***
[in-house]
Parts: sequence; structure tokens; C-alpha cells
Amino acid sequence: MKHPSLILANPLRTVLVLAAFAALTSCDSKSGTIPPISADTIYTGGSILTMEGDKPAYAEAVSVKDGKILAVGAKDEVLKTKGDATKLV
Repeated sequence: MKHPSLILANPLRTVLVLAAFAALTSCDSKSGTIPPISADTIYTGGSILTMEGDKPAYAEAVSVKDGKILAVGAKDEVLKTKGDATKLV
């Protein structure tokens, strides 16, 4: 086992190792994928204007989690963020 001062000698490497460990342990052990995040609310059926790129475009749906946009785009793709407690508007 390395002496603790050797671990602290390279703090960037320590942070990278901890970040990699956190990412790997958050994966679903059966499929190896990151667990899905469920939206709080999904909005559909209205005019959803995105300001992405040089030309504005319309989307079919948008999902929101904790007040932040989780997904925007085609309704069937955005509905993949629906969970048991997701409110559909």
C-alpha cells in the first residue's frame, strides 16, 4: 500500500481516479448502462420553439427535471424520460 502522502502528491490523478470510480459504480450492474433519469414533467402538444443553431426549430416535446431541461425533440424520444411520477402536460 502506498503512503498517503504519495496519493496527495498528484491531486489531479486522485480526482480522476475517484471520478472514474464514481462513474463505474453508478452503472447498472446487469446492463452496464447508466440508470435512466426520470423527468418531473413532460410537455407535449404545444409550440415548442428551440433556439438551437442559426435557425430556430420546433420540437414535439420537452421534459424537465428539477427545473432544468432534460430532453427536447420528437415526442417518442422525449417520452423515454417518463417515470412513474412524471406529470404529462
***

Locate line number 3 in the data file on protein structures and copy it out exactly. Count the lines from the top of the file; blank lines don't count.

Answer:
Amino acid sequence: MKHPSLILANPLRTVLVLAAFAALTSCDSKSGTIPPISADTIYTGGSILTMEGDKPAYAEAVSVKDGKILAVGAKDEVLKTKGDATKLV